Bicycle industry patents in 2021 were issued to major manufacturers doing business in the US. Component companies – rather than those who sell complete bicycles – led the way, with parts suppliers having the greatest incentive to stake intellectual property claims. Shifting, braking, suspension, electric assist, etc. are where the big changes in bicycle technology come from, and where a relatively small number of established suppliers compete for market share. Here’s an overview of US patents issued in 2021 (through 12/15/2021), to some prominent industry companies.
Shimano: 137 (also 22 for fishing technology)
Shimano isn’t just the leading component supplier, they also own a massive patent portfolio that’s incomparable to others in the bicycle world. Over the last 20 years, the company has accrued over 2400 US patents (including fishing) – and they hold thousands of additional patents in other countries. A snapshot of Shimano’s 2021 patents shows: 50 including hydraulics, and a full 84 including electronics – technology the company is well-known for. But there’s also a boatload of suspension patents, ebike patents, and numerous patents for integrated systems that allow sensored components to communicate with each other. More than other company, Shimano protects intellectual property for many developments that never make it to production — meaning the company’s patent portfolio is a peek at their R&D efforts, but not necessarily their future product offerings.
SRAM (and related-brands): 42
The company’s brands include SRAM, Zipp, Avid, Truvative, Rockshox, and Quarq – with current patents filed under the SRAM corporate name, regardless of what label sells the related technology. Also, in Feb 2021, SRAM acquired Time and its related pedal patents. For 2021, most of SRAMS’s 42 patents are focused on drivetrains: derailleurs, shifters, cassettes, and chains. One unexpected invention area: trainers. SRAM claims a design with a freehub integrated to a rear wheel stand, with optional instrumentation for power measurement.
It was a thin year for Campy with US patents – they’ve averaged more 30 US patents per year over the last two decades. Of note: two of the 12 patents focus on cable-actuated shifting – one covers the gear mechanism for a mechanical Ergopower type shifter, the other claims specifics of a cable-actuated front derailleur. Much has been made about Shimano and SRAM phasing-out cable shifting (for higher-end components), but Campy is still at it – perhaps looking to fill the void. Still, one patent is directed towards a magnetic chain sensor, as part of an electronic shifting system. Five patents are directed towards wheels or hubs – Campagnolo products not widely seen in the US.
The company that’s both a major brand and OE bike builder may have only nine US patents for 2021 but those hit a wide range of technologies. Consider: a cycling shoe, a tire installation tool, biometric anti-theft components, two covering a crank-based powermeter, a hydraulic brake adjuster – and less surprisingly, two for composite frame technology.
For 2021 the company received three utility patents and two design patents – the latter protect the ornamental appearance of an invention, rather than its structure or function. One Trek utility patent is backend technology that few will ever be aware of: a valve system that’s part of a testing machine for fatigue and failure of frames. At the other end of the spectrum is a design patent that covers the look of the front triangle of a full-suspension ebike frame.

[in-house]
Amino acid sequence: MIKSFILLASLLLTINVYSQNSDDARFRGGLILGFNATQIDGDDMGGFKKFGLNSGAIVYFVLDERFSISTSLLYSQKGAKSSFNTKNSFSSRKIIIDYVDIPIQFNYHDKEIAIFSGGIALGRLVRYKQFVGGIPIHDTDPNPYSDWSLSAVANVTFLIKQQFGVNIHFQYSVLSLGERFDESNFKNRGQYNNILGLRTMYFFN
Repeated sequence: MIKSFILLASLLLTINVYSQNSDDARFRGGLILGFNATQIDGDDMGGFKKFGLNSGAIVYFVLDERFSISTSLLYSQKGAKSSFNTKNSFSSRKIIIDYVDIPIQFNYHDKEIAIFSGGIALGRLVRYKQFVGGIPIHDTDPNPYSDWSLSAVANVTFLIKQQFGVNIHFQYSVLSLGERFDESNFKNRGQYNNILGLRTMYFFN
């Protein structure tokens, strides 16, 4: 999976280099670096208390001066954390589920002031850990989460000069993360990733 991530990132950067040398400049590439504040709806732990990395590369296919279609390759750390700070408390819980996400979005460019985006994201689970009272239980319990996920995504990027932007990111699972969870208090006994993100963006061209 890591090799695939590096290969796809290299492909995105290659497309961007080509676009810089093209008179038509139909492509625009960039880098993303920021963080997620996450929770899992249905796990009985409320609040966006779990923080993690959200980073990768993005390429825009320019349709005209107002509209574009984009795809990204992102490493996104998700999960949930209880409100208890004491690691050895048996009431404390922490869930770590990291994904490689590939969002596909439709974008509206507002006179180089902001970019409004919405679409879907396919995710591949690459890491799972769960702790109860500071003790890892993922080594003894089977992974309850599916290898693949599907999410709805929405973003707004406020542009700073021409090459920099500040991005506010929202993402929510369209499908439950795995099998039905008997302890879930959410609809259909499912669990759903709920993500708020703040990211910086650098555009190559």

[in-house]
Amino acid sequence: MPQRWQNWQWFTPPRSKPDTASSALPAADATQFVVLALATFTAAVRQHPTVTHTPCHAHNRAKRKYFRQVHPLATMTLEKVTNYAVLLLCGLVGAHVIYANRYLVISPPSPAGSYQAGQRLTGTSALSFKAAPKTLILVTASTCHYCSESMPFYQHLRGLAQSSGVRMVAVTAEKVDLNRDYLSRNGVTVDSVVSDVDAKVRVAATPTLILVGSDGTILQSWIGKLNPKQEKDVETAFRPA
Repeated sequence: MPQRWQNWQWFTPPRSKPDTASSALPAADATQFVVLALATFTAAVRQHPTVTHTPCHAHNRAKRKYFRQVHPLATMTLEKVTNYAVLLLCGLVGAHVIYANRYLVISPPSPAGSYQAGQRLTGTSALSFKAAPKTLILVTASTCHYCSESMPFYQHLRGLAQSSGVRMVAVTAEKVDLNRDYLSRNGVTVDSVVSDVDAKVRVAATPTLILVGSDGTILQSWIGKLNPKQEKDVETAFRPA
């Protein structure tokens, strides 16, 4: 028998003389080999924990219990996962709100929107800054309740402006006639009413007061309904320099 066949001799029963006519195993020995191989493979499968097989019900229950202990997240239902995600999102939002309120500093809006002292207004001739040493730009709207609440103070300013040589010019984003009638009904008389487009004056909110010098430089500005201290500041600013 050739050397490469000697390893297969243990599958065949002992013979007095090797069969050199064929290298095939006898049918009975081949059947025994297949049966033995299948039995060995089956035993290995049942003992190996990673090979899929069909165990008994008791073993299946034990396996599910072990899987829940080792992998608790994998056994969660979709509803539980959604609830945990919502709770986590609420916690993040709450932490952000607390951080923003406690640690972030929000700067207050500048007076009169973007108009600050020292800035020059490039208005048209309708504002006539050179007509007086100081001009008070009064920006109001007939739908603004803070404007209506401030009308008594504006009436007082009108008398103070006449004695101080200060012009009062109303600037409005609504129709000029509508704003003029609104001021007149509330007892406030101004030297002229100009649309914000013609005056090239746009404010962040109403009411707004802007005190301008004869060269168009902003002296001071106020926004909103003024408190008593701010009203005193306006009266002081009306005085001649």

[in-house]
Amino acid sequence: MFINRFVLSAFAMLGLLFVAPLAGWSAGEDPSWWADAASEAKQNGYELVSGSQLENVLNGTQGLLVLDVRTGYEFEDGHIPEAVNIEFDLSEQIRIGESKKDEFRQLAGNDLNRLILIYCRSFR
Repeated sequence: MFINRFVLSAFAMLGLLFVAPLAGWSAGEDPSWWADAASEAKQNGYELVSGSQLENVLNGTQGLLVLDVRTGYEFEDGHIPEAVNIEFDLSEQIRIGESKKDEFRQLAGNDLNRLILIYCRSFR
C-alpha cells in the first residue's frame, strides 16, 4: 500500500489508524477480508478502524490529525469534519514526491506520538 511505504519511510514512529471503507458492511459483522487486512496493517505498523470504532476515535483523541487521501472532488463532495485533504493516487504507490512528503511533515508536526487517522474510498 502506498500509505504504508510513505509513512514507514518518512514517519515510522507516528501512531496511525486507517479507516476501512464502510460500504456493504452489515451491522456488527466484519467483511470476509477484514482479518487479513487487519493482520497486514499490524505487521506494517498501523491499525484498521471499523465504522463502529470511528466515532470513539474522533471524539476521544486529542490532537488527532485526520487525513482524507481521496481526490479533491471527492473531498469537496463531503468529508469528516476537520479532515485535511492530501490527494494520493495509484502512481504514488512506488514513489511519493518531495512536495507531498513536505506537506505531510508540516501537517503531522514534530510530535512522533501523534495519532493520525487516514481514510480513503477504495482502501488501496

Count 17 utility patents and 6 design patents for Specialized in 2021. Among the utility patents, eight are directed to ebike technology : wire routing, torque sensing, battery mounting, and more. Four design patents protect the appearance of frames – evidence of how much Specialized values the look of its products, and perhaps of how little intellectual property is left available to cover frame structure and manufacturing.
Bosch: Approximately 50 bicycle related
Think Shimano chases patents hard? Bosch had over 900 issued in the US for 2021, but how many of those are directed to bicycles gets hard to count. Some patents are specific to ebikes only, while others cover technology like motors , batteries, and related systems that work in ebikes and other applications. In addition to the company’s well-known ebike technology, Bosch is working hard on collision-avoidance systems that allow motor vehicles to detect bicycles and pedestrians. Bosch’s patent portfolio related to bikes underscores how much of a major player it has become the bicycle industry, even if it’s not a brand that jumps out in dealer showrooms.
Yamaha: Approximately 8 bicycle related
Yamaha’s patent issuances numbered in the hundreds for the year, with eight of those including bicycle in the description. Ebikes are very much in the company’s interest, both for drive systems as well as frame design – the latter reflecting the company’s experience in motorcycles. One patent claims a method for determining pedal assist level, based on a pedaling force sensor.
The German-based , consumer-direct brand’s five patents for the year confirm the company’s interest in proprietary designs. Two of the patents are directed to handlebar and stem systems – where the company is well-known for having unique configurations. Another claims a storage recess built into a frame, while another claims a bearing for a rear swing arm.
As a suspension company in both bicycles and motorsports, it can be hard to parse which patents are applicable to both disciplines. At least 24 of Fox’s 31 patents include bicycle in the description, with most of those related to suspension. But others are not, such as dropper posts, front sprockets, and crank arms. The there’s a wildcard: “Methods and Apparatus for Virtual Competition” – with embodiments including processing sensor information (speed, location, power, etc) for mountain bike racing and ski racing.